Origin of Bhagavata (Srimad Bhagavatham)

Sri Vyasa was meditating on the sacred banks of the Sarasvati. His heart was in a disturbed condition. He had no satisfaction and peace. He reflected within himself, “I have observed strict Brahmacharya. I have paid due regard to the study of the Vedas, to the worship of preceptors and sacred fires. I have obeyed the commands of my preceptors. I have explained the meaning of the Vedas in the form of the Mahabharata wherein Dharmas and other things can be clearly understood by women, Sudras and others. Still I think my work is not fully done.”

At this juncture Narada appeared before Sri Vyasa. Narada said, “You have fully known all that is knowable. You have written the excellent Bharatam which contains everything. How is it you feel uneasy and dissatisfied?” Sri Vyasa said, “I quite agree with what you say. Still I have no satisfaction. I want to know the cause of it from you. You are born of Brahma and you possess infinite knowledge.”

Narada said: “O great Muni! Thou hast treated of Dharma and other things but thou hast not recited the glory of Vaasudeva. For this reason, I think, the Lord is not satisfied. Therefore, O blessed one! write about the various glorious deeds of Lord Krishna, so that all people may obtain the final emancipation by knowing them. This universe is also an aspect of Bhagavan, because its creation, preservation and dissolution proceed from Him. Thou knowest all this thyself. But thou hast shown to others only a portion of this Truth. Therefore, O sage! sing the glory of the Omnipresent Hari, by knowing which even the wise reach the end of their quest. The wise know this alone and no other to be the remedy for the miseries of beings that are repeatedly tossed into Samsara.” Thereupon Sri Vyasa wrote Srimad Bhagavata and attained perfect peace of mind. He taught it to his son, Suka.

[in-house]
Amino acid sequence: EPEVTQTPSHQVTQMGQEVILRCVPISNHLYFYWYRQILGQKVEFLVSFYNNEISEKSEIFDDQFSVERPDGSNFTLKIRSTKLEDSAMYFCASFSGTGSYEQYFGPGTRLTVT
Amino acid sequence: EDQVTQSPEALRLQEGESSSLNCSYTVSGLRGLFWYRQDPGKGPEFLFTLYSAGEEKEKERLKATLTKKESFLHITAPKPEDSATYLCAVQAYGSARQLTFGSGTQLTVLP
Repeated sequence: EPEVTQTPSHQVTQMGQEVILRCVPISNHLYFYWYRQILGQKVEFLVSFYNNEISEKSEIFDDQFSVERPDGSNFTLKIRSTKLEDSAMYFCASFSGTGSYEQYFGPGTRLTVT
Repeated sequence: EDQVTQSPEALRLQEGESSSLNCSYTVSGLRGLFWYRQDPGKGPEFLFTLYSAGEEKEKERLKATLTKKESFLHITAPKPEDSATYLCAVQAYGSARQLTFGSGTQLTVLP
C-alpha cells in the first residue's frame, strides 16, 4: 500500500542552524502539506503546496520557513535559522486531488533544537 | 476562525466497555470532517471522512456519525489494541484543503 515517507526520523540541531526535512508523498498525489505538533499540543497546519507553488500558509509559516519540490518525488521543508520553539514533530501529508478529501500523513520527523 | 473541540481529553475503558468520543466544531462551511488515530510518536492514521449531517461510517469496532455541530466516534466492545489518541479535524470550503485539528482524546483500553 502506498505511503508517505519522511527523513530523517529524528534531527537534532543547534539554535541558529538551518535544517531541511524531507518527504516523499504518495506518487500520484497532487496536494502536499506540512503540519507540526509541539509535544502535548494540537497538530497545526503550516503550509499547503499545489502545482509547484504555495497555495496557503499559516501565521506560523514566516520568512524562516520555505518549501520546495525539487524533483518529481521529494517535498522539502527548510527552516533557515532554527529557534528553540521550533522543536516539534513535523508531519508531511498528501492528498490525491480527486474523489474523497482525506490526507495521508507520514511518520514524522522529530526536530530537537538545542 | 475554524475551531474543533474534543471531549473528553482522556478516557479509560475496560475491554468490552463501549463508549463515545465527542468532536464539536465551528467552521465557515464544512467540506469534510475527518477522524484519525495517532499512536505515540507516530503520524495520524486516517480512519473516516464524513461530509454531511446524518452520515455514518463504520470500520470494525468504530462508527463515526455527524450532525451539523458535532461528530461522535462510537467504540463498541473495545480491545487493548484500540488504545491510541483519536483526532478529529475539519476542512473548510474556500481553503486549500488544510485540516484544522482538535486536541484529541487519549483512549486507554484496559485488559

This text is an excerpt of Sri Swami Sivananda’s book – Lord Krishna, His Lilas and Teachings.

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